Third, selective enforcement—where top-level officials leak with impunity, but low-level employees go to jail for years—is an acute concern. CIA director David Petraeus, who shared code-word intelligence and the names of secret assets with his mistress, received probation. Marine General James Cartwright lied to investigators about leaking information about arguably the most consequential cyber-attack in history, and was pardoned.
Finally, fourth, we’re getting used to all of this. For much of American history, law enforcement recognized and internalized the sensitivity of investigating reporters and their sources. The Department of Justice, for instance, has guidelines that govern when and how it can investigate the media, which were strengthened to protect the press under Attorney General Holder after the Obama administration was criticized for its treatment of leaks. By contrast, Attorney General Jeff Sessions now trumpets the new “get tough on leaks” posture, even giving a prominent speech in August 2017 heralding a tripling of leaks cases.
All this, then, raises the question of why leak prosecutions are becoming so routine. It’s likely a mix of factors. Modern technology produces more digital breadcrumbs, which can be analyzed in more detail and with greater speed, and the government has broad legal authority to compel telecommunications or internet companies to hand them over. Further, “insider threat” programs that monitor access to classified information are now well established across government. And the more the courts approve of treating sources like spies, the more the Justice Department feels empowered to do so, exacerbating the problem.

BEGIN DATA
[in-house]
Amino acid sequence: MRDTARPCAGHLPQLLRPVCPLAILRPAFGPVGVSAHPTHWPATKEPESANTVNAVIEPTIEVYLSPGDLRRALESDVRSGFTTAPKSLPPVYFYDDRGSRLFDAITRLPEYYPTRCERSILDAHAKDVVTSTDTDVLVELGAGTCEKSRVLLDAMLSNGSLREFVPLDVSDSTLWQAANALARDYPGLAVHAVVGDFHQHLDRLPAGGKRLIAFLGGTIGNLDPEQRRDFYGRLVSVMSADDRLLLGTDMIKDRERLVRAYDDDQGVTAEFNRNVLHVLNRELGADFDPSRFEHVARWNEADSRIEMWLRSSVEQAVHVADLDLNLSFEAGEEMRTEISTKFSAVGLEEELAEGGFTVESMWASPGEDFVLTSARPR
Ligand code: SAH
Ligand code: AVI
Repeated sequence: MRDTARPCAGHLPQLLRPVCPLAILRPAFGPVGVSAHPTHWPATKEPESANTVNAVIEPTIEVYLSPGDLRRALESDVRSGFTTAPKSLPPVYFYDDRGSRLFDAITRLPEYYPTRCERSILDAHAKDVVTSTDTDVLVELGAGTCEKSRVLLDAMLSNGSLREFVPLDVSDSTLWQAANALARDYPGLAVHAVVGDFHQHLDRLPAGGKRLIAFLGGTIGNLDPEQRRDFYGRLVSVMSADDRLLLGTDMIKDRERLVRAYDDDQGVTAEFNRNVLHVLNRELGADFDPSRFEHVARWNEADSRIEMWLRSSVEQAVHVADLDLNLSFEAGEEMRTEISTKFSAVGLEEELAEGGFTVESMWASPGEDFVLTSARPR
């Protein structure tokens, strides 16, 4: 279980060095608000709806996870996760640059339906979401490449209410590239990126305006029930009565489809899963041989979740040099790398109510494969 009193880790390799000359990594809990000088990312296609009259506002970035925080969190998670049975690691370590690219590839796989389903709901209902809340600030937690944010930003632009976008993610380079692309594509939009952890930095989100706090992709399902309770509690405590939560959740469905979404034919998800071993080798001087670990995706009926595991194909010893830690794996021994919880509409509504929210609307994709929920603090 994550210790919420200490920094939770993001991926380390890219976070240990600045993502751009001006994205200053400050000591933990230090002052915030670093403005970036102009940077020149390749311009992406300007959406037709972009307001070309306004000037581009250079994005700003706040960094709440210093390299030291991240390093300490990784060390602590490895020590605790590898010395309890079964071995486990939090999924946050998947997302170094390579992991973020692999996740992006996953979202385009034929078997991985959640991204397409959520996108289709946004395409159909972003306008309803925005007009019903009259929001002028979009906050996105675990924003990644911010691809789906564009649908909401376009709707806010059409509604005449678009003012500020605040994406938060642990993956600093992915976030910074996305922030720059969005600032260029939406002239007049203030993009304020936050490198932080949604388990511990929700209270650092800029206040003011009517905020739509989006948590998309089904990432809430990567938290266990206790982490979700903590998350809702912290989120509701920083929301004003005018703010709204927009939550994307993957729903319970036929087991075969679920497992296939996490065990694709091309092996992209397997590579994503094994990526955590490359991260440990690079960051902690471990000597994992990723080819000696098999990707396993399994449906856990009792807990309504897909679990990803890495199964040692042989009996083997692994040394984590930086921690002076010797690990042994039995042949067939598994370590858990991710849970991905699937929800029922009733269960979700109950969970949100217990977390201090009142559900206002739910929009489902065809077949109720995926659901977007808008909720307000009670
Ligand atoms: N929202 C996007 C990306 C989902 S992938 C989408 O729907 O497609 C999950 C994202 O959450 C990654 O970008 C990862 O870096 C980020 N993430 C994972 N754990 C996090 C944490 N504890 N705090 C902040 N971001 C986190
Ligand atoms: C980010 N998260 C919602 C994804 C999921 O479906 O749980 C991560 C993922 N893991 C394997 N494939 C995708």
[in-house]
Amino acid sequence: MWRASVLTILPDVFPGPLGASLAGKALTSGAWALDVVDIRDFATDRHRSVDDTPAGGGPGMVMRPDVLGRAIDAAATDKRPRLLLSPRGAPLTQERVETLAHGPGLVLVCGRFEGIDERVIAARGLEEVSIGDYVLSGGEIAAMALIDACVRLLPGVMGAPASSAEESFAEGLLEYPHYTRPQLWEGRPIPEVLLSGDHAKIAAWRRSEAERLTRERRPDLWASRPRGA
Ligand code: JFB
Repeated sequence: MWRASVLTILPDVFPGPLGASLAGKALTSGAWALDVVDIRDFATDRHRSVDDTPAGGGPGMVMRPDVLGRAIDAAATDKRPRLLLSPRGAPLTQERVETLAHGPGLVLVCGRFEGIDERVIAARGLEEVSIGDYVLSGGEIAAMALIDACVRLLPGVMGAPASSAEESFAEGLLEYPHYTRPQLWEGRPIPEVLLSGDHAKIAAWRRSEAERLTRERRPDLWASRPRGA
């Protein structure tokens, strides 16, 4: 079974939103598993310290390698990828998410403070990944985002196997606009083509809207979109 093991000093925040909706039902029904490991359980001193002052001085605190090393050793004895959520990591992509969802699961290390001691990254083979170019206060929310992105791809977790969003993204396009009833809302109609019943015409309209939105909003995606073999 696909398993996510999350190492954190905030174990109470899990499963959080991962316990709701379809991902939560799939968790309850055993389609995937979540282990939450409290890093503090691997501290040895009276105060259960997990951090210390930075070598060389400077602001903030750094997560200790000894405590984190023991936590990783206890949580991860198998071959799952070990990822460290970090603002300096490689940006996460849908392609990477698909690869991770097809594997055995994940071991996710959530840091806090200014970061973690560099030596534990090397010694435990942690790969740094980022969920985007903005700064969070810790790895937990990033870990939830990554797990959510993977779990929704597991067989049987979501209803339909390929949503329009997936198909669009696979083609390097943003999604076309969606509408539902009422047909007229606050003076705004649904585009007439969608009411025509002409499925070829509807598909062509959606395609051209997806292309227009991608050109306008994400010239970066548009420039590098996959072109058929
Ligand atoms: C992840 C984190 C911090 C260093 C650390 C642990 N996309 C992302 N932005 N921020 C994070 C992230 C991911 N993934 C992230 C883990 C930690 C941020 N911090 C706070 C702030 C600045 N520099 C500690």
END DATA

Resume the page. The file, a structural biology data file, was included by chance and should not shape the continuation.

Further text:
This trend aren’t just a threat to the public’s right to know. Sources are drying up, sure, and the store of public knowledge about government affairs is shrinking. That’s bad. But the only thing really stopping law enforcement from prosecuting journalists for publishing secret government information, rather than their sources for providing it, are democratic norms and the fear that the public’s collective head will explode when it finds out (and maybe the Constitution, but that’s a thin reed). As these leak cases become workaday, that check of mass opprobrium becomes less meaningful.
While there’s a temptation to make too much of the president’s “enemy of the people” rhetoric about the press, there’s also a corresponding urge to make too little of it. While it might be theater, and while the president himself might not really mean it, it’s a historical fact that no other president has gone to this length to demonize the press. Couple that with a legal avenue to criminally target reporters for doing their jobs, and we’re sidling up to a line that, once crossed, puts the one occupation named and protected in the Constitution in a place of peril it has never been before.